59. Rodríguez, B.A.G.; Pérez-Caro, M.; Alencar, R.S.; Filho, A.G.S.; Aguiar, J.A. Graphene nanoribbons and iron oxide nanoparticles composite as a potential candidate in DNA sensing applications. J. Appl. Phys. 2020, 127, 044901. [Google Scholar] [CrossRef]
  60. Feng, Q.; Zhao, X.; Guo, Y.; Liu, M.; Wang, P. Stochastic DNA walker for electrochemical biosensing sensitized with gold nanocages@graphene nanoribbons. Biosens. Bioelectron. 2018, 108, 97–102. [Google Scholar] [CrossRef] [PubMed]
  61. Mehmeti, E.; Stanković, D.M.; Chaiyo, S.; Zavasnik, J.; Žagar, K.; Kalcher, K. Wiring of glucose oxidase with graphene nanoribbons: An electrochemical third generation glucose biosensor. Microchim. Acta 2017, 184, 1127–1134. [Google Scholar] [CrossRef]
  62. Rostami, S.; Niroumand, R.; Jabbari, A. Enhanced LSPR performance of graphene nanoribbons-silver nanoparticles hybrid as a colorimetric sensor for sequential detection of dopamine and glutathione. Anal. Chim. Acta 2020, 1120, 11–23. [Google Scholar] [CrossRef]
  63. Sainz, R.; del Pozo, M.; Vilas-Varela, M.; Castro-Esteban, J.; Pérez Corral, M.; Vázquez, L.; Blanco, E.; Peña, D.; Martín-Gago, J.A.; Ellis, G.J.; et al. Chemically synthesized chevron-like graphene nanoribbons for electrochemical sensors development: Determination of epinephrine. Sci. Rep. 2020, 10, 14614. [Google Scholar] [CrossRef] [PubMed]
  64. Lalwani, G.; Cai, X.; Nie, L.; Wang, L.; Sitharaman, B. Graphene-based contrast agents for photoacoustic and thermoacoustic tomography. Photoacoustics 2013, 1, 62–67. [Google Scholar] [CrossRef] [PubMed] [Green Version]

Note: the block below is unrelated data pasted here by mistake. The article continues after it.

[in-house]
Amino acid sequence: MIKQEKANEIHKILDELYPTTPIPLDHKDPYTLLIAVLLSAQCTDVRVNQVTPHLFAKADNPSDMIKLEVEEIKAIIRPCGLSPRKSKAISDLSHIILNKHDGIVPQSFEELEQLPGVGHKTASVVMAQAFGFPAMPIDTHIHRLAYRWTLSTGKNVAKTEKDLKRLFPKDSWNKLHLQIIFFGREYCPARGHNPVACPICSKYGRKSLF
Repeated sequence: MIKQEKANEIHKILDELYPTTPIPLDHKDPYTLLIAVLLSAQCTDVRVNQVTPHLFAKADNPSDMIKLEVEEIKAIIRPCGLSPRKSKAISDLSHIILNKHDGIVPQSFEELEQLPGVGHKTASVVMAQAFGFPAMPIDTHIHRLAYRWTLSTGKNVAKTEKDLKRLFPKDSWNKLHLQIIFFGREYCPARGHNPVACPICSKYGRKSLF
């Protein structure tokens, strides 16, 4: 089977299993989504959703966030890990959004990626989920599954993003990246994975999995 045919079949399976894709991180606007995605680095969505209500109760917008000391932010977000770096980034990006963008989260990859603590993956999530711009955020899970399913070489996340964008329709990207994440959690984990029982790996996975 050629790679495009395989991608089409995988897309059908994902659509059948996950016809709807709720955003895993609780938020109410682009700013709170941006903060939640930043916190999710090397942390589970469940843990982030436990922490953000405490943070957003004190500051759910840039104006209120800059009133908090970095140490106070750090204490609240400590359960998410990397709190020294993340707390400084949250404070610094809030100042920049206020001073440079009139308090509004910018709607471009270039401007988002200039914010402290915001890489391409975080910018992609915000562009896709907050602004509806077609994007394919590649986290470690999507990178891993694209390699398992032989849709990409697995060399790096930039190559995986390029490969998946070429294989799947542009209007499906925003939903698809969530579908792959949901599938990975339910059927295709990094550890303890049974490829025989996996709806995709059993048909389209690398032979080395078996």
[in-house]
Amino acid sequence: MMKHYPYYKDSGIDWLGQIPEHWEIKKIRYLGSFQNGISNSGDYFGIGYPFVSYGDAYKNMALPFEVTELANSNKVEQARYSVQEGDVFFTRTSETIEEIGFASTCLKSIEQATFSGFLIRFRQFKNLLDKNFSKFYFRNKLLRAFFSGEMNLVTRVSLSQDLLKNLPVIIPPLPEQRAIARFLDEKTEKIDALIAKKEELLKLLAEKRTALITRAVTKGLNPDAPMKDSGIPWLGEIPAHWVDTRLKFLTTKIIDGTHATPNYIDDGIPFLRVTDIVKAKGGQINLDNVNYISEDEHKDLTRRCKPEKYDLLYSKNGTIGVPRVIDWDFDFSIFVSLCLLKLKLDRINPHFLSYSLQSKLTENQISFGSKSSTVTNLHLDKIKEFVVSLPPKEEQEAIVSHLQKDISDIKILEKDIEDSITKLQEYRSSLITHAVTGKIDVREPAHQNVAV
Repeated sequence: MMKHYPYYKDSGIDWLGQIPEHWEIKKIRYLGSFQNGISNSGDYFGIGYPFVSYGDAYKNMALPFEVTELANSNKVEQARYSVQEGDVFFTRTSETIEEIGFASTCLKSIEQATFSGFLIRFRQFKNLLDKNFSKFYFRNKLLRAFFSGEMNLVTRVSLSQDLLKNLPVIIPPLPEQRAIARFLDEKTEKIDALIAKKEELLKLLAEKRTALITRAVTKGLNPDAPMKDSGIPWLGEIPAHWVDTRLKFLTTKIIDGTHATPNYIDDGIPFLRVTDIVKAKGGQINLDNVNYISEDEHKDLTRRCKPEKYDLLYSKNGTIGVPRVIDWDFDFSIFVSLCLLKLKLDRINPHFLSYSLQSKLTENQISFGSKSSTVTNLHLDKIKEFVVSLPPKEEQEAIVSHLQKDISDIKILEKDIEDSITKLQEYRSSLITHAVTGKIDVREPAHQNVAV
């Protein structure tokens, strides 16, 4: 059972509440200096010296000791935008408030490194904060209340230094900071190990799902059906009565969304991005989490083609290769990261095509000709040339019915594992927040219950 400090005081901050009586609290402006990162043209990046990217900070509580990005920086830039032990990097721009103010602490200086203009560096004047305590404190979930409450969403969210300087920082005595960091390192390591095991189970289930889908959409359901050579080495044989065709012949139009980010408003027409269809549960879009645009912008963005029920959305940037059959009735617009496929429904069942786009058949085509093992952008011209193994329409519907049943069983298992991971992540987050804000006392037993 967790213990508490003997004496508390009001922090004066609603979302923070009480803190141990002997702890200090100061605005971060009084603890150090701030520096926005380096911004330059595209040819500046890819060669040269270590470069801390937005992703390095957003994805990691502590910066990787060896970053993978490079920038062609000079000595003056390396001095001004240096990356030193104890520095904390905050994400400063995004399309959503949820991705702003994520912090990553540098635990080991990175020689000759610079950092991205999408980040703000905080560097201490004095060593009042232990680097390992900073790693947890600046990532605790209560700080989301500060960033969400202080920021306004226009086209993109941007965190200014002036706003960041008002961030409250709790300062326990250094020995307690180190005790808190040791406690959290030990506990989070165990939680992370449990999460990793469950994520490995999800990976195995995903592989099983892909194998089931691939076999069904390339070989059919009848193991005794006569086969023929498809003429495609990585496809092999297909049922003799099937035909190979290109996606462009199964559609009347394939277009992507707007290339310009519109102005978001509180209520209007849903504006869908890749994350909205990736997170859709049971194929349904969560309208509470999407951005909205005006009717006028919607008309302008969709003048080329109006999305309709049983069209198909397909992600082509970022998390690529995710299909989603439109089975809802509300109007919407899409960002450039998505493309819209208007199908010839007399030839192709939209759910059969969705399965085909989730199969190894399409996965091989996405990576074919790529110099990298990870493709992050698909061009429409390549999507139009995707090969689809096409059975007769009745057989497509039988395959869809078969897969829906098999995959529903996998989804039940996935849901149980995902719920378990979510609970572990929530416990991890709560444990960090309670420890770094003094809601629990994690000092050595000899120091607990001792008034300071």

65. Gurunathan, S.; Kim, J.-H. Synthesis, toxicity, biocompatibility, and biomedical applications of graphene and graphene-related materials. Int. J. Nanomed. 2016, 11, 1927–1945. [Google Scholar] [CrossRef] [PubMed] [Green Version]
  66. Ouyang, F.-P.; Peng, S.-L.; Zhang, H.; Weng, L.-B.; Xu, H. A biosensor based on graphene nanoribbon with nanopores: A first-principles devices-design. Chin. Phys. B 2011, 20, 058504. [Google Scholar] [CrossRef]
  67. Avdoshenko, S.M.; Nozaki, D.; Gomes da Rocha, C.; González, J.W.; Lee, M.H.; Gutierrez, R.; Cuniberti, G. Dynamic and Electronic Transport Properties of DNA Translocation through Graphene Nanopores. Nano Lett. 2013, 13, 1969–1976. [Google Scholar] [CrossRef] [PubMed]
  68. Sadeghi, H.; Algaragholy, L.; Pope, T.; Bailey, S.; Visontai, D.; Manrique, D.; Ferrer, J.; Garcia-Suarez, V.; Sangtarash, S.; Lambert, C.J. Graphene Sculpturene Nanopores for DNA Nucleobase Sensing. J. Phys. Chem. B 2014, 118, 6908–6914. [Google Scholar] [CrossRef]
  69. Jampilek, J.; Kralova, K. Advances in Drug Delivery Nanosystems Using Graphene-Based Materials and Carbon Nanotubes. Materials 2021, 14, 1059. [Google Scholar] [CrossRef] [PubMed]
  70. Janani, K.; Thiruvadigal, D.J. Density functional study on covalent functionalization of zigzag graphene nanoribbon through l-Phenylalanine and boron doping: Effective nanocarriers in drug delivery applications. Appl. Surf. Sci. 2018, 449, 815–822. [Google Scholar] [CrossRef]
  71. Mullick Chowdhury, S.; Zafar, S.; Tellez, V.; Sitharaman, B. Graphene Nanoribbon-Based Platform for Highly Efficacious Nuclear Gene Delivery. ACS Biomater. Sci. Eng. 2016, 2, 798–808. [Google Scholar] [CrossRef]
  72. Dong, H.; Ding, L.; Yan, F.; Ji, H.; Ju, H. The use of polyethylenimine-grafted graphene nanoribbon for cellular delivery of locked nucleic acid modified molecular beacon for recognition of microRNA. Biomaterials 2011, 32, 3875–3882. [Google Scholar] [CrossRef]